Advertisements
Standard
Counter-apologetics, Epistemology, Seventh-day Adventism

A Christian Mind Cannot Open

I remember being convinced that the Seventh-day Adventist worldview was the only correct lens through which to judge all incoming information, including political information used to make voting decisions. For decades I perceived everything I read, heard, observed, learned, and discovered through that very narrow lens, also known as The Great Controversy:

  •     God had created everything, including the universe, many different kinds of beings, and a particular kind of beings known as angels.
  •     The angel Lucifer sinned, creating the controversy between himself and God.
  •     Banned from heaven, Satan (formerly Lucifer) spread sin and controversy to the newly-created planet Earth by deceiving human beings to rebel against their Creator.
  •     Jesus put his life on the line for humans, determined not to lose them to Satan’s side of the controversy.
  •     The Bible was Jesus’ plan of attack and the most accurate synopsis of the on-going controversy.
  •     Satan’s deceptive powers had succeeded in getting most Christians to be confused about the most important truths in the Bible, or else to ignore it enough to neutralize its life-giving power.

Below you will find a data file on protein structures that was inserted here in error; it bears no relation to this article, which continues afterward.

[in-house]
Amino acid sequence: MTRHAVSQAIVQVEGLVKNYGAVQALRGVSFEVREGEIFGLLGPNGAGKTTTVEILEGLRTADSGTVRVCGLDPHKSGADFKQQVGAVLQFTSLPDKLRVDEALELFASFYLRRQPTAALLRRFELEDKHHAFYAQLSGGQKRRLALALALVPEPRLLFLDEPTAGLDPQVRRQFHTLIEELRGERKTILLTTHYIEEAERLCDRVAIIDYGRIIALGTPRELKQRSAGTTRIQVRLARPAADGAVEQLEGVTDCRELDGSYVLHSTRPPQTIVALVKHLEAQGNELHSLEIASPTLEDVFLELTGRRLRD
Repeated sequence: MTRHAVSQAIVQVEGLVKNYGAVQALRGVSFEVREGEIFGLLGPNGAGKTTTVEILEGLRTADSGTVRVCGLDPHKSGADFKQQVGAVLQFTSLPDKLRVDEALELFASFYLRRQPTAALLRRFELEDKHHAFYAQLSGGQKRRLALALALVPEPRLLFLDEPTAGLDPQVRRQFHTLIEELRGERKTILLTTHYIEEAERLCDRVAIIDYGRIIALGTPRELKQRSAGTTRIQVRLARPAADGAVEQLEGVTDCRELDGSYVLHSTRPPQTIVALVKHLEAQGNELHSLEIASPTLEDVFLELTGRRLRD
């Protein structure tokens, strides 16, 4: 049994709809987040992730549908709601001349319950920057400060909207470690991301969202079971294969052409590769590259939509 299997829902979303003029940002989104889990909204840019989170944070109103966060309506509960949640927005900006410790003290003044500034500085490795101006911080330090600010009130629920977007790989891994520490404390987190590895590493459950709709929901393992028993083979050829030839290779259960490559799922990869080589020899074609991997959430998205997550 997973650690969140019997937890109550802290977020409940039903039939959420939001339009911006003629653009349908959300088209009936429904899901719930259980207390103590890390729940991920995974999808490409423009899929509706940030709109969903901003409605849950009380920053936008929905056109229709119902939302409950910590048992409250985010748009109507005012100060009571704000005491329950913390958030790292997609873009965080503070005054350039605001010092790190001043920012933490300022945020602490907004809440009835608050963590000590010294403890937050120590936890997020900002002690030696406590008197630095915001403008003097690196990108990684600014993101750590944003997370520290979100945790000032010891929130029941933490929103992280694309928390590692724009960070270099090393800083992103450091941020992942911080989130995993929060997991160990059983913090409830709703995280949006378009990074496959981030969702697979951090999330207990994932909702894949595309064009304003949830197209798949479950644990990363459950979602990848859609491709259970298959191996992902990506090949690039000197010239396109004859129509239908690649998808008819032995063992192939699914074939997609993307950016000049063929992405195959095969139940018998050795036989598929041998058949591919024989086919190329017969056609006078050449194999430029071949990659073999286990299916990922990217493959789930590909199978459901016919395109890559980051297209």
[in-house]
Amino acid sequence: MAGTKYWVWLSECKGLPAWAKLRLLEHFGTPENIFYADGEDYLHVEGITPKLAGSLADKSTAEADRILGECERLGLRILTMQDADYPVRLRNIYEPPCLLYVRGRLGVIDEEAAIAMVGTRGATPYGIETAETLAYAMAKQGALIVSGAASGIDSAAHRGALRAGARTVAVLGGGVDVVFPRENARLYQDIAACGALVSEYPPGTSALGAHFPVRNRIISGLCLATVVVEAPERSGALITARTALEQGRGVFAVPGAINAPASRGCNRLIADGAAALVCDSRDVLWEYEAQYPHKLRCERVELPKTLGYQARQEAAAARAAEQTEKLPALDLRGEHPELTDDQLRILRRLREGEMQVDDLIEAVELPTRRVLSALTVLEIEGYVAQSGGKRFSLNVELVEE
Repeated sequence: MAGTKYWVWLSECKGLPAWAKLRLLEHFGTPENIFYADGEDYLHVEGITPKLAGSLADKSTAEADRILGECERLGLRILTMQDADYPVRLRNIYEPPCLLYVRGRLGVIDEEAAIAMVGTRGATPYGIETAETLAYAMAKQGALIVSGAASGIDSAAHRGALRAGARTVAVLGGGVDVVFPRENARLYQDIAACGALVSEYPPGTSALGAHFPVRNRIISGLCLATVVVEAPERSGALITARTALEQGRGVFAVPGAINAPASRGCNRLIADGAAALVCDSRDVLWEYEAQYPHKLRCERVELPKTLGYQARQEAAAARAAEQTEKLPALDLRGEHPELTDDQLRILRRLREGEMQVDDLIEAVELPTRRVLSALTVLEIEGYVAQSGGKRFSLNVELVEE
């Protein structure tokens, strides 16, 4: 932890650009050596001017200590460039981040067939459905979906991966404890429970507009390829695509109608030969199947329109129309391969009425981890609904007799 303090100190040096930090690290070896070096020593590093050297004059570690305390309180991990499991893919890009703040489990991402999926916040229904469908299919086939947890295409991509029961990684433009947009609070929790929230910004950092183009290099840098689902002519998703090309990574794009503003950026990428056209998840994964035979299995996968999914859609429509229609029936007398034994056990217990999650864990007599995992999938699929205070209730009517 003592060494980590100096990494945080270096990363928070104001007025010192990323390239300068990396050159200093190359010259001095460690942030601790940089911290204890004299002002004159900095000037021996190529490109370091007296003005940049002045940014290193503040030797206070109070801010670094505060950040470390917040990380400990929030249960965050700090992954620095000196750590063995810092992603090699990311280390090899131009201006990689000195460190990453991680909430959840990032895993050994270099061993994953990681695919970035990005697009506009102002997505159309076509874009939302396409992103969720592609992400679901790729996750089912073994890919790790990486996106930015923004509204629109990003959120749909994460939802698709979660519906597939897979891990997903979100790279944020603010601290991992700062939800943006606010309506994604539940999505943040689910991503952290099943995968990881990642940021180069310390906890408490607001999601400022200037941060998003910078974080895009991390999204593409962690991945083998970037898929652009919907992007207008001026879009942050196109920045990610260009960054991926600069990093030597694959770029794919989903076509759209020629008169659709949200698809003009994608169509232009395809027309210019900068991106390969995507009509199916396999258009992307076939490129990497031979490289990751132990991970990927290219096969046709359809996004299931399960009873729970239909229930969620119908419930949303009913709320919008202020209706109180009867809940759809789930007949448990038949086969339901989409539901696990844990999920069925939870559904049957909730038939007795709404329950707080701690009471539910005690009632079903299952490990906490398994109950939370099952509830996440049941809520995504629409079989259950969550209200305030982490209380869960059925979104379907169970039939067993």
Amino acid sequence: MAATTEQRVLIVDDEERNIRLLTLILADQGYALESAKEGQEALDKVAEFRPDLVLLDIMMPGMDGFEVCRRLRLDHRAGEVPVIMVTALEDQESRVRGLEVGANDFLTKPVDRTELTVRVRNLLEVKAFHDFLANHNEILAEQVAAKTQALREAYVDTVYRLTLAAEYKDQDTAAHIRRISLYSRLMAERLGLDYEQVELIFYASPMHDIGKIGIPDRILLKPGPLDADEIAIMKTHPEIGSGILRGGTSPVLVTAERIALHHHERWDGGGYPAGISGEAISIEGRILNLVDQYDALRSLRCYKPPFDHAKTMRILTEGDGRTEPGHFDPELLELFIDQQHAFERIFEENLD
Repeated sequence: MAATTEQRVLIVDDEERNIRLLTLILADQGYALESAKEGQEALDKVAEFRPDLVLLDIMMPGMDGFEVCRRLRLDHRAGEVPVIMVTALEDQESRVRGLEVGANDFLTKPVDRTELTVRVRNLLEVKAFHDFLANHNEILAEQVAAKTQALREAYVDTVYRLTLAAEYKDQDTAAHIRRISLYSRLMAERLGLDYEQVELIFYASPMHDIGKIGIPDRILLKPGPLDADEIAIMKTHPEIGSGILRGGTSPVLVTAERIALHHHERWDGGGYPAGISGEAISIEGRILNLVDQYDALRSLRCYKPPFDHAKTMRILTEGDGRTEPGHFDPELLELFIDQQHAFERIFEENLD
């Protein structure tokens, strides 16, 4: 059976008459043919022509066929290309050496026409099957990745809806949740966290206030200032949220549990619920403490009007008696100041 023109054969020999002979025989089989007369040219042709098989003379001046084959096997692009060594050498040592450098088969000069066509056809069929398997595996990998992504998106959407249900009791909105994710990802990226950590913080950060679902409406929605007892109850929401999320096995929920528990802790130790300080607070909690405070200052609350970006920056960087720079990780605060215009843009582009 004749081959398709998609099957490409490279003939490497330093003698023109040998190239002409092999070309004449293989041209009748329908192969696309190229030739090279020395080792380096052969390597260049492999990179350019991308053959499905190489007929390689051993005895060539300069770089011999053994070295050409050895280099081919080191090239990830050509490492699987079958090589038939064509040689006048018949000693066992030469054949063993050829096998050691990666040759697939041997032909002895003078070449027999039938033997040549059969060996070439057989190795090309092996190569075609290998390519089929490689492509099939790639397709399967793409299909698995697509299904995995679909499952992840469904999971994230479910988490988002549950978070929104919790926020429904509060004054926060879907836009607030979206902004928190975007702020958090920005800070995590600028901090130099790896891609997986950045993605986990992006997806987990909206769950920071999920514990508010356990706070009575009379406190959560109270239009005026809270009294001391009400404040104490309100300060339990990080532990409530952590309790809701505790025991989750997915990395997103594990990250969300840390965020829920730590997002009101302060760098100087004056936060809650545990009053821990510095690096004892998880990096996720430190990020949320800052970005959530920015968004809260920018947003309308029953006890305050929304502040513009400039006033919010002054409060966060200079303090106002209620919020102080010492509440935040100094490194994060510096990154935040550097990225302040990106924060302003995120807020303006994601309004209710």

•     God had entrusted one group of people on Earth (the Seventh-day Adventist Church) with inspired information about the Bible, and had given them an important mission to share that information with the world.

When I had thoroughly integrated these elements of the SDA worldview, I found it difficult to perceive new information from any alternative perspective. The SDA message is self-reinforcing and well insulated against attack. Sin and Satan’s deceptions explain away any objections which cannot be directly answered with specific Bible texts or Ellen White sayings.

  •     If arguments like “The Bible is full of contradictions” arose, that was explained away as Satan attempting to erode away faith in God’s Word.
  •     If evolutionary proofs were offered in contrast to creationist claims, “the fool hath said in his heart, ‘there is no God,'” and other such verses explained away evolution as if it were a competing faith-based belief system.
  •     If God’s mercy in the Old Testament was questioned after contemplating genocides, slavery, misogyny, etc., that was explained away by saying that God mercifully communicated to different cultures in the way best adapted to their way of thinking– the fault was sin’s corrupting influence, and God risked being misunderstood in order to carve a holy people from such corrupted beginnings. Anyway, Jesus could quickly be brought forward in the New Testament as the so-called ‘most accurate version’ of God’s true way of thinking. “I and the Father are One,” Jesus said. “If you’ve seen me, you’ve seen the Father.”
  •     If natural disasters or disease epidemics brought God’s omnipotence into question, it was explained with a combination of sin’s devastating effects in the world, and the sinfully poor choices men made.